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Cannot add data to existing table

    Question

  • Hello All,

    I have a very trivial issue.  I have an existing test table in SQL and I use DBVisualizer client to connect to the server.

    I have only six records in the table that I am testing.  I have a field called "SITE".  Within this field I have the following data:

    Site:

    NYC

    LA

    BOS

    I am trying to import a csv file with 6 row of records, where I have records in there where 'site' = "BOS".

    But when  I try to import, I get the following error:

    "Violation of Unique Key constraint 'ix1_test'. Cannot insert duplicate key in object 'dbo.test'."

    When I try to add the records manually, SQL allows me to add all data into the row, except when I try to add "BOS" into the site field.  Then the error happens.

    What I do not understand is, I imported a previous csv with nine (9) records with multiple rows of records with "BOS" in the site field and had no issues.

    Why is this occurring now?

    Any help would be great!

    Thanks everyone!

    Saturday, March 15, 2014 3:09 PM

Answers

  • Thanks for the help Dan.  But it seems like I need the SQL admin to make some changes to the table.  What should I tell the SQL Admin to do on my test table?

    Or since this is a test table, and I believe I have full access to it, is there anything I can run not to make those fields part of a unique constraint?

    I can't really make a recommendation without knowing more about the data.  I see that this is a test table, but is the intent to model something in the real world? In the latter case, you might want more than one table (e.g. rooms, devices, and device types).  That would allow you to keep an inventory of computer devices and their locations with any number of devices per room.

    If your intent is to just play around inserting and selecting data without regard to data integrity, you can drop the constraint with the command below, assuming you have permissions to do so.

    ALTER TABLE dbo.test DROP CONSTRAINT idx1_test;

    I do have one minor recommendation for your admin about the constraint naming, though.  Although primary key and unique constraints are implemented as a unique index, I suggest a naming convention other than one that suggests an index.  This will help avoid confusion with indexes that are used to improve performance rather than ensure data integrity.  For example, you could name this unique constraint something like UQ_test_1 rather than ix1_test.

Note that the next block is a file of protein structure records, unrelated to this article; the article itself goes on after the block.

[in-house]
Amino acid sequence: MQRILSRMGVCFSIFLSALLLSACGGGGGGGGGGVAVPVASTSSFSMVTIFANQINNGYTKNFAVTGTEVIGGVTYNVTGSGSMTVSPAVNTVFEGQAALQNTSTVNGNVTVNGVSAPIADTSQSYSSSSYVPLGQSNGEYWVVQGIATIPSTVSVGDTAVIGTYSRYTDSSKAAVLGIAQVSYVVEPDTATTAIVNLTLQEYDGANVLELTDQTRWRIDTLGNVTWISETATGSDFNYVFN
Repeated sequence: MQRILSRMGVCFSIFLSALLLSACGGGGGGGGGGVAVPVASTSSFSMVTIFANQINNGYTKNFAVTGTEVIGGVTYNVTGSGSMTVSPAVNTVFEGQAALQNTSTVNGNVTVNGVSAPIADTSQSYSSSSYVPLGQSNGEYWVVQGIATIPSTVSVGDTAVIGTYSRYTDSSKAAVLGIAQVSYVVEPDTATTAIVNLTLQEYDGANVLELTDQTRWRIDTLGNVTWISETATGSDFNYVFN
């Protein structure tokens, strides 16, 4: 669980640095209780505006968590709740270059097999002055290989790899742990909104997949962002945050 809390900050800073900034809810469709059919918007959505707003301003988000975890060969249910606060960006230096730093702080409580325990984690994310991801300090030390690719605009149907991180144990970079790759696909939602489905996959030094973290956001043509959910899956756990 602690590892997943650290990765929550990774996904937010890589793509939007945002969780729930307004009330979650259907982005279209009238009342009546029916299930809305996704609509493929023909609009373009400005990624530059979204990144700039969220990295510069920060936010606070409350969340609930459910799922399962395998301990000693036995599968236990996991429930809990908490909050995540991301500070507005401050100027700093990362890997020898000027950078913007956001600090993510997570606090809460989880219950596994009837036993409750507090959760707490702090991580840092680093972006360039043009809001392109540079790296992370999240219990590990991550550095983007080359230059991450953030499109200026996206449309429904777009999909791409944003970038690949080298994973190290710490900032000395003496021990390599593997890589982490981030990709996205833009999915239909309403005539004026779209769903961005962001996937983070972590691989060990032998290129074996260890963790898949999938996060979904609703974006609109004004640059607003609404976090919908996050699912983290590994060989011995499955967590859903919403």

Dan Guzman, SQL Server MVP, http://www.dbdelta.com

    • Marked as answer by AdminSFGNYC Tuesday, March 18, 2014 6:30 PM
    Sunday, March 16, 2014 2:25 AM

All replies

  • I am trying to import a csv file with 6 row of records, where I have records in there where 'site' = "BOS".

    But when  I try to import, I get the following error:

    "Violation of Unique Key constraint 'ix1_test'. Cannot insert duplicate key in object 'dbo.test'."

    When I try to add the records manually, SQL allows me to add all data into the row, except when I try to add "BOS" into the site field.  Then the error happens.

    What is the definition of "idx_test"?  Please post the script for that unique constraint to verify the constraint is on site, and site alone.

    In brief, you will get the unique constraint violation error if either a row for the index key value already exists in the table or if the source data contains multiple rows for the same key.


    Dan Guzman, SQL Server MVP, http://www.dbdelta.com

    Saturday, March 15, 2014 3:53 PM
  • Thanks Dan for the reply.  I am no SQL person, so I do not know what script you are referring to.  Is this what you mean?.. I did do the following:

    select * from information_schema.table_constraints where table_name='TEST'

    CONSTRAINT_CATALOG    CONSTRAINT_SCHEMA    CONSTRAINT_NAME    TABLE_CATALOG    TABLE_SCHEMA    TABLE_NAME    

    DBS                                 dbo                                PK_test                      DBS                       dbo                      test   

    DBS                                 dbo                                ix1_test                      DBS                       dbo                      test

    CONSTRAINT_TYPE    IS_DEFERRABLE    INITIALLY_DEFERRED

    PRIMARY KEY             NO                       NO

    UNIQUE                     NO                        NO

    Saturday, March 15, 2014 4:14 PM
  • My guess you had the constraint created with NO CHECK option so it didnt complain on the existing violation. But subsequent inserts it found the duplicates and hence it broke the constraint.Did you create the constraint at a later point after creation of table when it had some data?


    Please Mark This As Answer if it helps to solve the issue Visakh ---------------------------- http://visakhm.blogspot.com/ https://www.facebook.com/VmBlogs

    Saturday, March 15, 2014 5:58 PM
  • Thanks Dan for the reply.  I am no SQL person, so I do not know what script you are referring to.  Is this what you mean?

    Not exactly but the query below will provide the information:

    SELECT * 
    FROM INFORMATION_SCHEMA.CONSTRAINT_COLUMN_USAGE
    WHERE TABLE_NAME = 'TEST';


    Dan Guzman, SQL Server MVP, http://www.dbdelta.com

    Saturday, March 15, 2014 6:19 PM
  • Ok Dan, here you go:

    TABLE_CATALOG    TABLE_SCHEMA    TABLE_NAME    COLUMN_NAME    CONSTRAINT_CATALOG    CONSTRAINT_SCHEMA CONSTRAINT_NAME